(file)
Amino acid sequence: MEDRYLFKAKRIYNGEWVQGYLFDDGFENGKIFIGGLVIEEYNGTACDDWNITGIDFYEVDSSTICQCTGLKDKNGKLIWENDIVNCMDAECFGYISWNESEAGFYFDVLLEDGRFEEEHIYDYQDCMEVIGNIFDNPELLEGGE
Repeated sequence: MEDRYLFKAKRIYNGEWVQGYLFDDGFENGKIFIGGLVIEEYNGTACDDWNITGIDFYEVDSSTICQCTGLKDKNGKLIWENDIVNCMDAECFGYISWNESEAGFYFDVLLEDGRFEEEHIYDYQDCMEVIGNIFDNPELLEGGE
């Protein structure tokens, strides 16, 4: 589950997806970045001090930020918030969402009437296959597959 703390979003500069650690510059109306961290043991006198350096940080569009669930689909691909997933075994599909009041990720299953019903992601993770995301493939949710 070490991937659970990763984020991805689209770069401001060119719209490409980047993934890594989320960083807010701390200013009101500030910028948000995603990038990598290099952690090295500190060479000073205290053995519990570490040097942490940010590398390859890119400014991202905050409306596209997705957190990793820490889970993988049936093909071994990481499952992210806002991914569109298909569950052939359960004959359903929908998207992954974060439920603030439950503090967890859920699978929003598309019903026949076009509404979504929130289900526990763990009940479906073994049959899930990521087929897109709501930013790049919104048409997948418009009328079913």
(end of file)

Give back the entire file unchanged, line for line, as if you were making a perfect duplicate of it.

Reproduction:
Amino acid sequence: MEDRYLFKAKRIYNGEWVQGYLFDDGFENGKIFIGGLVIEEYNGTACDDWNITGIDFYEVDSSTICQCTGLKDKNGKLIWENDIVNCMDAECFGYISWNESEAGFYFDVLLEDGRFEEEHIYDYQDCMEVIGNIFDNPELLEGGE
Repeated sequence: MEDRYLFKAKRIYNGEWVQGYLFDDGFENGKIFIGGLVIEEYNGTACDDWNITGIDFYEVDSSTICQCTGLKDKNGKLIWENDIVNCMDAECFGYISWNESEAGFYFDVLLEDGRFEEEHIYDYQDCMEVIGNIFDNPELLEGGE
């Protein structure tokens, strides 16, 4: 589950997806970045001090930020918030969402009437296959597959 703390979003500069650690510059109306961290043991006198350096940080569009669930689909691909997933075994599909009041990720299953019903992601993770995301493939949710 070490991937659970990763984020991805689209770069401001060119719209490409980047993934890594989320960083807010701390200013009101500030910028948000995603990038990598290099952690090295500190060479000073205290053995519990570490040097942490940010590398390859890119400014991202905050409306596209997705957190990793820490889970993988049936093909071994990481499952992210806002991914569109298909569950052939359960004959359903929908998207992954974060439920603030439950503090967890859920699978929003598309019903026949076009509404979504929130289900526990763990009940479906073994049959899930990521087929897109709501930013790049919104048409997948418009009328079913």